As I have asked before, for what other chronic medical condition, normally controlled with outpatient care, is the response in the event of an acute episode to call the police? Would we rely on the police as the basic response to an epileptic seizure? Would our first impulse in the event of an diabetic reaction be to call the cops? Yet, this is precisely what happens with depressing regularity when a person with a mental illness suffers a psychiatric crisis. I am not the only one who sees the reliance on the police in the absence of more appropriate services as a problem.
While I think we can do better, I also acknowledge that the police have, as part of their fundamental purpose, a mission of protecting people, and assisting those in need. It's simply a pity that we often can do no better than summon someone with the power to use force and to arrest as the primary caregiver.
After posting the data on these incidents, however, Sgt. John Walsh caught up with me. Sgt. Walsh has taken over the role as LPD's liaison on matters involving the mental health system from Capt. Joe Wright, who recently retired to accept a position as the security director for the Lincoln Public Schools. Sgt. Walsh wanted to make sure I was familiar with the work of the Mental Health Association of Nebraska. You can read more about what the association is doing in collaboration with the police department at their website.
Here we have a non-organization, led primarily by volunteers who are themselves consumers of mental health services, reaching out to help the police, and to help other people with mental illnesses in need of some community-based services, one on one. Here is the updated data that Sgt. Walsh sent to his colleagues yesterday morning:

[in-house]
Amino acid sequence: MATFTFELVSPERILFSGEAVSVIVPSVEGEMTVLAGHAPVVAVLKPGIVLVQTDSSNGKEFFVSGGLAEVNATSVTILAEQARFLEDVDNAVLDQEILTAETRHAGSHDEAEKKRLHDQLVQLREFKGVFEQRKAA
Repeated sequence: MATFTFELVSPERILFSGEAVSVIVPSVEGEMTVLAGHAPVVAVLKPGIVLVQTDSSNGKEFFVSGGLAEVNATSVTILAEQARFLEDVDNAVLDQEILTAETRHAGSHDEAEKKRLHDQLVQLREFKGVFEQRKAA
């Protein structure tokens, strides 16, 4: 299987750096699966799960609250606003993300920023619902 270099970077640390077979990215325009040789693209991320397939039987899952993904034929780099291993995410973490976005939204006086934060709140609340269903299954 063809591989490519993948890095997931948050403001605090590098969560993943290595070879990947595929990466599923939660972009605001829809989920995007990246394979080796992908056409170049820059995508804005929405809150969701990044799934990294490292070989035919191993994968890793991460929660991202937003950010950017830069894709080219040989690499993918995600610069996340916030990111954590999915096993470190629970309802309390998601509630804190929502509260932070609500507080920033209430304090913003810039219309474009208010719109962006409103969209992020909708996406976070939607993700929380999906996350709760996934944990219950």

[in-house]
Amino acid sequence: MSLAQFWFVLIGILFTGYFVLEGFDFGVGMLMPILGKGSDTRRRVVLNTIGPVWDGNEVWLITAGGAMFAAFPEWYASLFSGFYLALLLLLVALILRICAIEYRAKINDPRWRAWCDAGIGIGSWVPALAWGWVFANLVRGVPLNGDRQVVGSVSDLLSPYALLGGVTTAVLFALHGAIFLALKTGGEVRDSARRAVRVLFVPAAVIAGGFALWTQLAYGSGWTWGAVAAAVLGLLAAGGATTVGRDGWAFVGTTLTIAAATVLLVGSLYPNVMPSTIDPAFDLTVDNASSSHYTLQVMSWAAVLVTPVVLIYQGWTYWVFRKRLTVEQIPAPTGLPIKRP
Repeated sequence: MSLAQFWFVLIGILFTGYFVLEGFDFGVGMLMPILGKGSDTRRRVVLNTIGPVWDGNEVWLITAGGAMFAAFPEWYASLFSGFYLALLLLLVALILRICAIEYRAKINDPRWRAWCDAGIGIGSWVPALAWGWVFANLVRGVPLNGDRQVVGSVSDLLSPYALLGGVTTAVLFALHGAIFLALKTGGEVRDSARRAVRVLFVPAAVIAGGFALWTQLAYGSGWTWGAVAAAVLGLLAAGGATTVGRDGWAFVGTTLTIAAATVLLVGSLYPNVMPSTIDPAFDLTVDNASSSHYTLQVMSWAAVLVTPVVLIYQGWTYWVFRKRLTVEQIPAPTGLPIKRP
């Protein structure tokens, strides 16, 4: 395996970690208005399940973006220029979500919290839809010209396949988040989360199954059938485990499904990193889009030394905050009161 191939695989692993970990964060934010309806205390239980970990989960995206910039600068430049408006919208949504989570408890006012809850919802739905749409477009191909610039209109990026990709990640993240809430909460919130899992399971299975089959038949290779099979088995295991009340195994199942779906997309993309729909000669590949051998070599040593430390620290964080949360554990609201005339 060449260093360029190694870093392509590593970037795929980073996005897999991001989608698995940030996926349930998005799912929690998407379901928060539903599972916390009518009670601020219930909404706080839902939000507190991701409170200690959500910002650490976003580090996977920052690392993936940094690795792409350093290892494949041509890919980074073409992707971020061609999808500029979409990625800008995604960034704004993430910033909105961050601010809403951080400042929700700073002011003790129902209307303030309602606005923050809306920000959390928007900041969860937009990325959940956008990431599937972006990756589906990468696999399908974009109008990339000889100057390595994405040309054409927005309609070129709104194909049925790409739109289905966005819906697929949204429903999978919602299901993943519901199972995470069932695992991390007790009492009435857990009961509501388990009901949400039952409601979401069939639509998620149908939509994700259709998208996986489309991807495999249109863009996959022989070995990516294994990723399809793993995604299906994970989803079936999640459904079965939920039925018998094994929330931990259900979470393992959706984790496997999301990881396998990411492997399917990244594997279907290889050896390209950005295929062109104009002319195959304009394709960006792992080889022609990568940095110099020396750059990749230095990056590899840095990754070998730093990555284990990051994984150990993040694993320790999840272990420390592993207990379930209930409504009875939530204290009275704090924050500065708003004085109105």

MHA would like to thank the over 150 officers on the department who have made over 400 referrals to their program in the last two years. They have made contact with over 50% of the people you have referred and over 80% of those folks have accepted services from them. MHA is operated on a grant from the sale of LGH W, and state funds received after the regional centers closed.
Recently MHA has sent me the names of those you have referred during April, May and June. We have looked at calls for service three months before the referral and three months after. Included in the numbers below are those who have accepted and those who have not been located or accepted help. Below are the results of those 52 referrals:
Arrest/suspect 19 14
Victim 46 26
Mental Health Inv. 75 12That is an impressive result, showing that when the MHAN is able to find and contact the referral, his or her risk of arrest or victimization drops considerably, as does the frequency of police involvement in subsequent mental health investigations. The need remains large, but the Mental Health Association of Nebraska, is doing a great job trying to do something productive, and I tip my hat to them.